IAG member Joanne Massaro said she was shocked to learn there were meetings happening to dole out money the IAG didn’t even know was available.
“That $400,000 is a big deal,” she said. “I fought for that. To hear it will be combined as part of the Wynn money, I would be upset with that. We tried to do something for the schools and the children in Charlestown…I am asking that the IAG should be included before decisions are made – before anyone even considers putting that money with the Wynn funds.”
Said IAG member Joe Savage, “I want to make sure the IAG is included in the funding decisions on that and where it goes.”
The main focus of the meeting, as stated above, was the addition on top of the parking garage, as well as an update on overall activities on the site as it’s the first major meeting on Hood since 2019.
Rosenshein told the IAG that the meeting was happening because life science space and tenant interest from that industry is blowing up for Hood Park. While the addition was always contemplated and was part of the Master Plan, he said Hood never really intended to build the addition this soon.
“By the end of the year, all of the space in 100 Hood Park Drive (garage) will be filled and leased,” he said. “That’s what’s driving this conversation and moving forward with the addition.”
The addition will be meant for lab/office/research space, but will likely be some sort of life sciences use based on current leases throughout the Park. The addition has been reported on extensively and has had multiple meetings already before the Boston Civic Design Commission (BCDC).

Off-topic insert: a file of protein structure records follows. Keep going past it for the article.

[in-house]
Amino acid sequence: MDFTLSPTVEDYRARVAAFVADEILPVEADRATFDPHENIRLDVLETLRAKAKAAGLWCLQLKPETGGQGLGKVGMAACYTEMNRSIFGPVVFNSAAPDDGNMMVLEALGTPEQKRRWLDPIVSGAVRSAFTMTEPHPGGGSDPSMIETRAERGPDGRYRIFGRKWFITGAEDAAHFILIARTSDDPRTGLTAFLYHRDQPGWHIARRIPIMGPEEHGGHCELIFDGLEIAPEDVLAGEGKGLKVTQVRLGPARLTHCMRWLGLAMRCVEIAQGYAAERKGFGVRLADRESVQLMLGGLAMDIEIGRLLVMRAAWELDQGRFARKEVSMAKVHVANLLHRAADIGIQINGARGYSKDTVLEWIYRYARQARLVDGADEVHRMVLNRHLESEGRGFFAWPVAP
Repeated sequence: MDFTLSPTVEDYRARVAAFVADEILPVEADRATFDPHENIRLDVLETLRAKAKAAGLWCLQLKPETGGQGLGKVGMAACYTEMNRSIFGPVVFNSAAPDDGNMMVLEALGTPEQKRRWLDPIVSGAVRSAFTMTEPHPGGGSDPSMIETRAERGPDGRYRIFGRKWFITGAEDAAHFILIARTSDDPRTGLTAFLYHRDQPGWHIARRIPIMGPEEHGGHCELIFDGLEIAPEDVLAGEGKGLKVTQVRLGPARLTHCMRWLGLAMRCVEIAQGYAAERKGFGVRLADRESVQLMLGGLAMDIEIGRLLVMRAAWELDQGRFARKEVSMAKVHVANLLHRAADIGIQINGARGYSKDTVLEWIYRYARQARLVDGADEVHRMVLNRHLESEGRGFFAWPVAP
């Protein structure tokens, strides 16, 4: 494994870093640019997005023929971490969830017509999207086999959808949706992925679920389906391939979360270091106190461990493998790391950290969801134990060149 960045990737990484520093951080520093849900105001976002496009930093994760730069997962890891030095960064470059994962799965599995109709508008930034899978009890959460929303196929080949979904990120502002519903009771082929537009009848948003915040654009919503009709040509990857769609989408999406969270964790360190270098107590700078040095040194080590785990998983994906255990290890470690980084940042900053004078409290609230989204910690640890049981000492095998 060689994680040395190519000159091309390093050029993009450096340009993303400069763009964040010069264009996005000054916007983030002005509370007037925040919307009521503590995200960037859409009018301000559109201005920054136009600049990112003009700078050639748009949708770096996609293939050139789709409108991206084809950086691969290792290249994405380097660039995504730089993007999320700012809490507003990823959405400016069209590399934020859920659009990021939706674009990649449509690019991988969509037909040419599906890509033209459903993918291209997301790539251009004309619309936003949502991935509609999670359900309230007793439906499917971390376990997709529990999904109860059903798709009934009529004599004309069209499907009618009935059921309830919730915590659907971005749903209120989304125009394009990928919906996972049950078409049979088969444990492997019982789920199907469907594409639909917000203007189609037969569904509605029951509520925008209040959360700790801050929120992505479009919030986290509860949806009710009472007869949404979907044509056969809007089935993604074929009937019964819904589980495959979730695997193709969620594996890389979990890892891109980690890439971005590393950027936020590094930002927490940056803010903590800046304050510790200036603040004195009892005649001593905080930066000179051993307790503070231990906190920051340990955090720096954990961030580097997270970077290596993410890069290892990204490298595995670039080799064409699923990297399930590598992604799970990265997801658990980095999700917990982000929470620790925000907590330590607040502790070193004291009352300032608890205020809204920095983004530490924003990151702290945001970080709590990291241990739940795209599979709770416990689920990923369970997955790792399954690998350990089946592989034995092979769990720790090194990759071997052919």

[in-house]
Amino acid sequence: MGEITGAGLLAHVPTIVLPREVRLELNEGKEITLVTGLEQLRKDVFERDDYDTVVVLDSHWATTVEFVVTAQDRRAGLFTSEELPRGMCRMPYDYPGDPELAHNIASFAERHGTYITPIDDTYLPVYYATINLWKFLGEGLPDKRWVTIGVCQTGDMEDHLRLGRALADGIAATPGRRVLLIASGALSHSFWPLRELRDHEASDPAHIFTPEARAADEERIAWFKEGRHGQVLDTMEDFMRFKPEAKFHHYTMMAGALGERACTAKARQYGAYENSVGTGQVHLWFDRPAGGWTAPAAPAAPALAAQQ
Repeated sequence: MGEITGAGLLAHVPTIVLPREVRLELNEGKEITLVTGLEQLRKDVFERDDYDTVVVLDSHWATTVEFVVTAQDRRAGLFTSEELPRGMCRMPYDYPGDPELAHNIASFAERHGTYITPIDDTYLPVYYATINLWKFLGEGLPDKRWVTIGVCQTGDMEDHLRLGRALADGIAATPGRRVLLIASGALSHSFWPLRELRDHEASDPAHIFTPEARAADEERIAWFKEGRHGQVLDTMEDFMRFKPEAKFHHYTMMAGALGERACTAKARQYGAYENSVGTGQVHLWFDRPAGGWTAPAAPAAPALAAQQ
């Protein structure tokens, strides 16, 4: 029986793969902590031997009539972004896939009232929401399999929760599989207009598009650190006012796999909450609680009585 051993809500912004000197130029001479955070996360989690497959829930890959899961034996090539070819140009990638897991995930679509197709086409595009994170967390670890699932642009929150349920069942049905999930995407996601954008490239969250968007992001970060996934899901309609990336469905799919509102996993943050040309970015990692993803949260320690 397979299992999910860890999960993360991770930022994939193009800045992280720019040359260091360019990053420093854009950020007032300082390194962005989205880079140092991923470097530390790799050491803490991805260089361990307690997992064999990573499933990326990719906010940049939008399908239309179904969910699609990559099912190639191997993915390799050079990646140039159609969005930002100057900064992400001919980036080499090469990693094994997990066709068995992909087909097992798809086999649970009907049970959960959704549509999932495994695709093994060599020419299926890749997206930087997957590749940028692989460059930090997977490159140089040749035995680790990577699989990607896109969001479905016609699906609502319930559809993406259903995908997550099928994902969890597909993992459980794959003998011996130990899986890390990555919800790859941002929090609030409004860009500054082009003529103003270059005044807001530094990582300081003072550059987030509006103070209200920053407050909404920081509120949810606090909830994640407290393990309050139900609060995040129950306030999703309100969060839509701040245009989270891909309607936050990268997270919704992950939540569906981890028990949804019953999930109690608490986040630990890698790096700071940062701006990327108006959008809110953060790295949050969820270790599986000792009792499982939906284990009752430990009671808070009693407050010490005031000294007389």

If approved, Rosenshein told IAG member Brian Callahan that they would like to get all the permitting done by December, and prepare to start construction in the spring of 2022. They would then anticipate a summer 2023 opening.
The building would be constructed and completed before there would be any movement, he said, on constructing the research tower at 10 Stack Street adjacent to the garage structure. That building, which was originally meant for Agri-research giant Indigo Labs, would now be built after the garage addition – or sometime after 2023.
A New, but Temporary, Dog Park…and a Crossing
Hood Park announced that they plan to construct this summer a massive two-acre enclosed dog park open to the public on property that is slated for high-rise development in the future.
The dog park would feature one side for smaller dogs, and the other side for larger dogs – all paved with pea stone that is commonly used in dog parks.
Chris Kaneb, of Hood, and Mark Rosenshein, of Trademark Partners, both announced the temporary addition to Hood Park this month.
They said that with the change in order of building, they don’t plan to build on half of the land for at least two years, and the other half for about five years. As a temporary amenity for their residents, their tenants and the greater community, they decided to build out a badly-needed dog park. It would be fenced off so that dogs could be off leash legally.
Meanwhile, getting there will soon be easier from Charlestown as Rosenshein said the long-awaited signalized crossing from Charlestown to Hood across Rutherford Avenue is under construction and should be done by Labor Day.
The crossing, he said, became more complicated as it progressed to construction as the City did not want anyone walking on the “cap,” or overpass. Instead, they have had to construct a bridge-like structure over the cap so no one is walking directly on it. That is accompanied by a new on-demand stop signal that will allow pedestrians to cross safely at a signalized area.